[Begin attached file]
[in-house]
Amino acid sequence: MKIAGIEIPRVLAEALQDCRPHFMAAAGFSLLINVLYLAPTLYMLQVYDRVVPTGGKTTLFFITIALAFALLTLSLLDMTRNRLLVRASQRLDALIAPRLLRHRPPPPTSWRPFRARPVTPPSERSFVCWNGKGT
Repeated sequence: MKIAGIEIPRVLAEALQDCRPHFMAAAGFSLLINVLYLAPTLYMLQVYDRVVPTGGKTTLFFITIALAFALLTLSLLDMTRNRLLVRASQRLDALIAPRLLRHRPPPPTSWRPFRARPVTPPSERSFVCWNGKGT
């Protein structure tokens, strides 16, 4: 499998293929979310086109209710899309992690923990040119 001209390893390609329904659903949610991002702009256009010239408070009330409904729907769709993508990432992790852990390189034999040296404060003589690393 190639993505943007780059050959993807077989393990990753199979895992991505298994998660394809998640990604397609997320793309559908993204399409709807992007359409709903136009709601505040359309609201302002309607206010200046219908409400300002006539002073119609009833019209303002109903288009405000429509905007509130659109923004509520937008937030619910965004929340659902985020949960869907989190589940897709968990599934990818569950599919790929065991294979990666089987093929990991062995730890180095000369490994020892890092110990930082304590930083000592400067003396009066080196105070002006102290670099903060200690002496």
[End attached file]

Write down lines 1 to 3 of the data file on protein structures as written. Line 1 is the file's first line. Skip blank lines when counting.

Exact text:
[in-house]
Amino acid sequence: MKIAGIEIPRVLAEALQDCRPHFMAAAGFSLLINVLYLAPTLYMLQVYDRVVPTGGKTTLFFITIALAFALLTLSLLDMTRNRLLVRASQRLDALIAPRLLRHRPPPPTSWRPFRARPVTPPSERSFVCWNGKGT
Repeated sequence: MKIAGIEIPRVLAEALQDCRPHFMAAAGFSLLINVLYLAPTLYMLQVYDRVVPTGGKTTLFFITIALAFALLTLSLLDMTRNRLLVRASQRLDALIAPRLLRHRPPPPTSWRPFRARPVTPPSERSFVCWNGKGT